Have you ever heard of the Naranjilla? It's not just a "little orange", it's much more than that, and it is not even related to citrus. It is one of the most unique fruiting plants that you can easily grow in your home (or outside if you live in a warm place). It has a wild relative that goes by the name of "Bed-of-Nails", but the more popular variety is more affectionately called the "golden fruit of the Andes" and the plant lives up to the name.
The taste has a been likened to that of lime and rhubarb, but others say that they have tasted pineapple and lemon as well. The adorable fruit of the Naranjilla is bright orange and fuzzy, yet the juice is green. The fruit can be eaten raw and the juice (also known as lulo) is a popular drink in parts of South America. If eating raw, you may want to remove the skin, but the seeds are perfectly edible and nutritious. Beware though, eating the fruit when it is not ripe enough may result in some puckering as it is quite sour until ripe. Naranjilla may also be used in sherbet, pies, sauce, ice cream and even wine! It is also not poisonous so your pets can have fun around it as well!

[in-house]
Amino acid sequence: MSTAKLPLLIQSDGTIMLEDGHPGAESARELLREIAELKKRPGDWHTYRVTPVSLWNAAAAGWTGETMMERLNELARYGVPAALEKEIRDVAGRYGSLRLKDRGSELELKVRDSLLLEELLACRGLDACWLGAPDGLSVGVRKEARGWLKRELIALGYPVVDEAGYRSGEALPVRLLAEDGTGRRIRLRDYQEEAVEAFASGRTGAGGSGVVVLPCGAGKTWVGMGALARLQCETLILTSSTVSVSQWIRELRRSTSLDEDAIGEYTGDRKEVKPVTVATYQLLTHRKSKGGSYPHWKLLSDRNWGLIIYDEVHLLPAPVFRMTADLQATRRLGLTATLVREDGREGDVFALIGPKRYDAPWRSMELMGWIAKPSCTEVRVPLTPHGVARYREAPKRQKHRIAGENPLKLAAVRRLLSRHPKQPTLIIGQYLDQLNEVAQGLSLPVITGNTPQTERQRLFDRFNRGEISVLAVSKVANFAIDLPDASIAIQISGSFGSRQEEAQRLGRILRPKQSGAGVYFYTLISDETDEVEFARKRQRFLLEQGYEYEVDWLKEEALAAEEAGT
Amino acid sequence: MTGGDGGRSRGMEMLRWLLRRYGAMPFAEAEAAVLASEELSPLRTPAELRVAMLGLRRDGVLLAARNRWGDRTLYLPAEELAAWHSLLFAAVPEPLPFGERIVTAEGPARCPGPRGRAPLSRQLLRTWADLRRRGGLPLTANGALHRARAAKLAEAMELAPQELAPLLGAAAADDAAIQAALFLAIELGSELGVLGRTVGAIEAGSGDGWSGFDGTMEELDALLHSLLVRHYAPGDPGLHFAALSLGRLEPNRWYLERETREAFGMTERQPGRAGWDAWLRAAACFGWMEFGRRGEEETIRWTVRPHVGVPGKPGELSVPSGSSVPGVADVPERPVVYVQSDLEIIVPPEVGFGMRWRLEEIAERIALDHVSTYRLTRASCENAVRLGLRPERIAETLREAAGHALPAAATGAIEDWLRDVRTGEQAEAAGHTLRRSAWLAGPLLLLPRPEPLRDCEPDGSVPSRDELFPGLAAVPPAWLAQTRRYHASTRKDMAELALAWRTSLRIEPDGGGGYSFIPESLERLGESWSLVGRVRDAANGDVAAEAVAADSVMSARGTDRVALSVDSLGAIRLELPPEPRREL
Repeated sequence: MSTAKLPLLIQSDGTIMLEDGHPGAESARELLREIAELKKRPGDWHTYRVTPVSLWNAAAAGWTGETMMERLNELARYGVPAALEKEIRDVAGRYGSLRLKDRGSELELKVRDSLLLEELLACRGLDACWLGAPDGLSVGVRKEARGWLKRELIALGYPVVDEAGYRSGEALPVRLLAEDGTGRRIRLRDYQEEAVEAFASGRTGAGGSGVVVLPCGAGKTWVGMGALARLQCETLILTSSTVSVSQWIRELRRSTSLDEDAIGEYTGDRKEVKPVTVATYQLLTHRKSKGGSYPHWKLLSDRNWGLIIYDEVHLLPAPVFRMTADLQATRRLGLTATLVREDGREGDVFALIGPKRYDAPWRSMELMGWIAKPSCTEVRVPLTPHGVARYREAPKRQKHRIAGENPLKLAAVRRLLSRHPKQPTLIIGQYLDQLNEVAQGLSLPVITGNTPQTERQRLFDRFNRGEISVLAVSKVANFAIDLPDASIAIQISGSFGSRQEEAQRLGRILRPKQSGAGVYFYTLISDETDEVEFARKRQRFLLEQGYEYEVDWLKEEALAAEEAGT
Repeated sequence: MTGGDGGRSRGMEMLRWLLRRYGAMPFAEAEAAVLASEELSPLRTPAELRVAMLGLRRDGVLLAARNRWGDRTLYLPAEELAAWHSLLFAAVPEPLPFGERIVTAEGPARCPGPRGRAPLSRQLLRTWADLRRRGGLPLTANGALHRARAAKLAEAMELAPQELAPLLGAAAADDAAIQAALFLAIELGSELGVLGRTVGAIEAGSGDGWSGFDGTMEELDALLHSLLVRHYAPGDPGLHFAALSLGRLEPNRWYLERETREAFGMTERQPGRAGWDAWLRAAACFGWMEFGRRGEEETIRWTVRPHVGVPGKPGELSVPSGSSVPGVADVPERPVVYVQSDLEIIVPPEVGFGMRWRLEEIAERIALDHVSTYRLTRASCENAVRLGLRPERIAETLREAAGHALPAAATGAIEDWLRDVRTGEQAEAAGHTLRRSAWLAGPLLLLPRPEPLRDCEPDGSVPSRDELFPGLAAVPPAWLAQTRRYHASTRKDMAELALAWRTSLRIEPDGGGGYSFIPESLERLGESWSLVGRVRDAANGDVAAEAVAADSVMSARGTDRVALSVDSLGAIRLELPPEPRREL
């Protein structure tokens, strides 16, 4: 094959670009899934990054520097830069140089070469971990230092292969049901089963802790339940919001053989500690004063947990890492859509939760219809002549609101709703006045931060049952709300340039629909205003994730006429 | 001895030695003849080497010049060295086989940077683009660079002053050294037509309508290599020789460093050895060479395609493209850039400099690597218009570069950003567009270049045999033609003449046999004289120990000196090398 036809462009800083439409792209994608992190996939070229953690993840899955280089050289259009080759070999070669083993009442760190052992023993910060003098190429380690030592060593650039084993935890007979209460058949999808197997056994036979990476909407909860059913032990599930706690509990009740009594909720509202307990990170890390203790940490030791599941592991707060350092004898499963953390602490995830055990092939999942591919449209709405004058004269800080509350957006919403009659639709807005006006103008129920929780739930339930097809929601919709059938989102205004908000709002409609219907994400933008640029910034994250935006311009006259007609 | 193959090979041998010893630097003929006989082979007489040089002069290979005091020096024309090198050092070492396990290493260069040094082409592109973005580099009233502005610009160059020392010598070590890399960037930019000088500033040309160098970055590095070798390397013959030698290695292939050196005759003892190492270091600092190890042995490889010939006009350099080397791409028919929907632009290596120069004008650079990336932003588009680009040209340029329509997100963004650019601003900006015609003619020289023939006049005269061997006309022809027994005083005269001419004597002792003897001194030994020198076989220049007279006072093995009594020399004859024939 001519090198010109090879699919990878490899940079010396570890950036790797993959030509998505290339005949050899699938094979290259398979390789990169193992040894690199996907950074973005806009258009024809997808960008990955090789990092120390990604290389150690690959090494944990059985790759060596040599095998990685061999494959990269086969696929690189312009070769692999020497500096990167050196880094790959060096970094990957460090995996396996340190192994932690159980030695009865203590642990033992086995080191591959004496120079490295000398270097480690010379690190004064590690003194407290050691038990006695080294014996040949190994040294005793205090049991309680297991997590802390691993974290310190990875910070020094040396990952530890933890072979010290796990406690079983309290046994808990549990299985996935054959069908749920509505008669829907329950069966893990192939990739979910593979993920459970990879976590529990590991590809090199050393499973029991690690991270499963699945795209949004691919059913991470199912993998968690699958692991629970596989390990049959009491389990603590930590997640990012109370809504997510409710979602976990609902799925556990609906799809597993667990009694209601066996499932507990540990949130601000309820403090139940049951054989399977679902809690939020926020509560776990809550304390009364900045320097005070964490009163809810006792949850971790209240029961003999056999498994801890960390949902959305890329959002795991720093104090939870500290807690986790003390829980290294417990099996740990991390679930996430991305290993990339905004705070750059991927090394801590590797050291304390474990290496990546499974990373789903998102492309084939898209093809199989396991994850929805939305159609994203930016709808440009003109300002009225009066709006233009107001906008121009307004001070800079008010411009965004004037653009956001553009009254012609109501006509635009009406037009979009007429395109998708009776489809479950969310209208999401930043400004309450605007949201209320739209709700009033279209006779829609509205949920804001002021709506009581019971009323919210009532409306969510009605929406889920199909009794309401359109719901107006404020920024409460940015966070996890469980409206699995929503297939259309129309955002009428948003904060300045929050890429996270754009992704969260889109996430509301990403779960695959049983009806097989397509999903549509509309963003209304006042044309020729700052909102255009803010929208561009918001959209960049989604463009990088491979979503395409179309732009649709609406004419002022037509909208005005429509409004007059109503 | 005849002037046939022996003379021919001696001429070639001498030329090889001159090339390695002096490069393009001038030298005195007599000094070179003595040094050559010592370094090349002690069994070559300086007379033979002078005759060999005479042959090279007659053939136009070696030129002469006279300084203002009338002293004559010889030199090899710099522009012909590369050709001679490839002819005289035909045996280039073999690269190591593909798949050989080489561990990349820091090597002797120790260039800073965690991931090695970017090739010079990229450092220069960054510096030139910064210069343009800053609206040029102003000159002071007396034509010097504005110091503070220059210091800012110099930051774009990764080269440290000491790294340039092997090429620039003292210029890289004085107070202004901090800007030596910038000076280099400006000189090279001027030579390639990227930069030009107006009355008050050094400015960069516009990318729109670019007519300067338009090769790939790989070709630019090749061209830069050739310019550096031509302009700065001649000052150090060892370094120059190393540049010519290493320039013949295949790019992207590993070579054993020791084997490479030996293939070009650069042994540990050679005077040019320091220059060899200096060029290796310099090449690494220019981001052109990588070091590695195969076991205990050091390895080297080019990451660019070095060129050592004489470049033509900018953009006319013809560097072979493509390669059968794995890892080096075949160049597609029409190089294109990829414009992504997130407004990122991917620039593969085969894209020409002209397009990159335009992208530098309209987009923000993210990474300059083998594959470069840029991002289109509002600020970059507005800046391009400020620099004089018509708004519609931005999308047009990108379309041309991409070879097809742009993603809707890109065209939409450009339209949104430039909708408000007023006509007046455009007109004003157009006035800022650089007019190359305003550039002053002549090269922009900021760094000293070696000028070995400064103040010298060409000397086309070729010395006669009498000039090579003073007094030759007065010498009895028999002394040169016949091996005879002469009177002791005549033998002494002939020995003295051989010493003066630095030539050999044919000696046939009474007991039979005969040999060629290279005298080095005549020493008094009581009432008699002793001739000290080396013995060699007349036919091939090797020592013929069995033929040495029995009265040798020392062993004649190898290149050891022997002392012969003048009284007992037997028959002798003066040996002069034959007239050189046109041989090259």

So you want to grow it? You can easily find seeds on Amazon. Some botanical gardens carry them as well, farmer's markets and speciality grocery stores may have them. The key is to just keep your eyes open and make lots of gardening friends.
Here are some helpful growing tips:
The naranjilla cannot tolerate temperatures over 85 degrees. It does best in climates with temperatures between 62-66 degrees with high humidity. So you may want to keep it indoors and make sure to mist it often.
Intolerant of full sun exposure, naranjilla growing conditions should additionally be in semi-shade.
The soil should be kept slightly mist, not allowing to dry out entirely.
Fertilise once a month or so and the plant should fruit around its second or third year.